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Preference reversals and disparities between willingness to pay and willingness to accept in repeated markets

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Author Info

  • Graham Loomes

    (Department of Economics, University of Warwick)

  • Chris Starmer

    (School of Economics, University of Nottingham)

  • Robert Sugden

    ()
    (School of Economics, University of East Anglia)

Abstract

Previous studies suggest that two otherwise robust ‘anomalies’ – preference reversals and disparities between buying and selling valuations – are eroded when respondents participate in repeated markets. We report an experiment which investigates whether this is true when factors neglected in previous studies are controlled, and which distinguishes between anomalies revealed in the behaviour of individual market participants and anomalies revealed in market prices. Our results confirm the decay of buy/sell disparities, but not of preference reversal. This raises doubts about the hypothesis that, in general, repeated markets reveal anomaly-free preferences, even among the marginal traders who determine prices.

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Bibliographic Info

Paper provided by The Centre for Decision Research and Experimental Economics, School of Economics, University of Nottingham in its series Discussion Papers with number 2009-24.

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Date of creation: Nov 2009
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Handle: RePEc:cdx:dpaper:2009-24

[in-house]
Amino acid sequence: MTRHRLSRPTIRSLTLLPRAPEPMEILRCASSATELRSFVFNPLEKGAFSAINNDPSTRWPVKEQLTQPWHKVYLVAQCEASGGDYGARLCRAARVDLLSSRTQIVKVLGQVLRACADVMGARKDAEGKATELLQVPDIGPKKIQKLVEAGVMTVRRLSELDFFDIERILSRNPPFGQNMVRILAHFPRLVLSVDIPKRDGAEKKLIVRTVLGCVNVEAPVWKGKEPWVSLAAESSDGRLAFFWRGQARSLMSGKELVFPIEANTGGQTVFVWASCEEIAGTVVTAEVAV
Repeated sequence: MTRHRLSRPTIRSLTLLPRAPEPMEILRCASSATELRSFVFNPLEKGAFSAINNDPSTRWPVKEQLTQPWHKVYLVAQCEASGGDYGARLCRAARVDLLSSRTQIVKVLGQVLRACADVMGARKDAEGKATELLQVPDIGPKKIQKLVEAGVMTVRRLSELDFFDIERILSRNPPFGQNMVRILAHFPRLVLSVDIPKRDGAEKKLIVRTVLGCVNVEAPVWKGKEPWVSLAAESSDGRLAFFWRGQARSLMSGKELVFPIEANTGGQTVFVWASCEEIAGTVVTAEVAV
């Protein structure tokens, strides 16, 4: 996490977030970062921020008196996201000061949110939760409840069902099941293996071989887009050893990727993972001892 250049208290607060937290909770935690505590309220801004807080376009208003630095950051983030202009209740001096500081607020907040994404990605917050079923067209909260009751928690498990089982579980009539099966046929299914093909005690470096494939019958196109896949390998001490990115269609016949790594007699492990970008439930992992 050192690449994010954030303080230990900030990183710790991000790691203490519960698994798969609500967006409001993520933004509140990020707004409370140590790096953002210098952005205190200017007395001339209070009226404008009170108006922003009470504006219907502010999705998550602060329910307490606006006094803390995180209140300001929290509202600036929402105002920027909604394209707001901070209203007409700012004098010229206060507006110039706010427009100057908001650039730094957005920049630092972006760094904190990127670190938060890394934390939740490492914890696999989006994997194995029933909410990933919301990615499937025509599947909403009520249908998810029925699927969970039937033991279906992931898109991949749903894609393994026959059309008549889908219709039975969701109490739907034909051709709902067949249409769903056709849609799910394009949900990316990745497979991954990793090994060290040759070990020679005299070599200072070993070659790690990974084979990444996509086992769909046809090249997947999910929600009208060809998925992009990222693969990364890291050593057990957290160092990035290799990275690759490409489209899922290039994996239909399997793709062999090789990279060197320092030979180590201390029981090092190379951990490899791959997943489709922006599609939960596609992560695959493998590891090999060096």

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Keywords: preference reversal; willingness to accept; willingness to pay; repeated market;

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References

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Citations

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Cited by:
  1. Sergio Beraldo & Valerio Filoso & Marco Stimolo, 2014. "Endogenous Preferences and Conformity: Evidence From a Pilot Experiment," Working papers 024, Department of Economics and Statistics (Dipartimento di Scienze Economico-Sociali e Matematico-Statistiche), University of Torino.
  2. Chambers, Robert G. & Melkonyan, Tigran A., 2009. "Buy low, sell high: Price gaps and neoclassical theory," Journal of Mathematical Economics, Elsevier, vol. 45(11), pages 720-729, December.
  3. Berg, Nathan & Biele, Guido & Gigerenzer, Gerd, 2010. "Does consistency predict accuracy of beliefs?: Economists surveyed about PSA," MPRA Paper 26590, University Library of Munich, Germany.
  4. Attema, Arthur & Brouwer, Werner, 2012. "In search of a preferred preference elicitation method: A test of the internal consistency of choice and matching tasks," MPRA Paper 36100, University Library of Munich, Germany.
  5. Susan Chilton & Michael Jones-Lee & Rebecca McDonald & Hugh Metcalf, 2012. "Does the WTA/WTP ratio diminish as the severity of a health complaint is reduced? Testing for smoothness of the underlying utility of wealth function," Journal of Risk and Uncertainty, Springer, vol. 45(1), pages 1-24, August.
  6. Katrine Hjorth & Mogens Fosgerau, 2011. "Loss Aversion and Individual Characteristics," Environmental & Resource Economics, European Association of Environmental and Resource Economists, vol. 49(4), pages 573-596, August.
  7. Hammond, Peter J & Zank, Horst, 2013. "Rationality and Dynamic Consistency under Risk and Uncertainty," The Warwick Economics Research Paper Series (TWERPS) 1033, University of Warwick, Department of Economics.
  8. Andrea Isoni & Peter Brooks & Graham Loomes & Robert Sugden, 2011. "Do markets reveal preferences - or shape them?," Working Paper series, University of East Anglia, Centre for Behavioural and Experimental Social Science (CBESS) 11-03, School of Economics, University of East Anglia, Norwich, UK..

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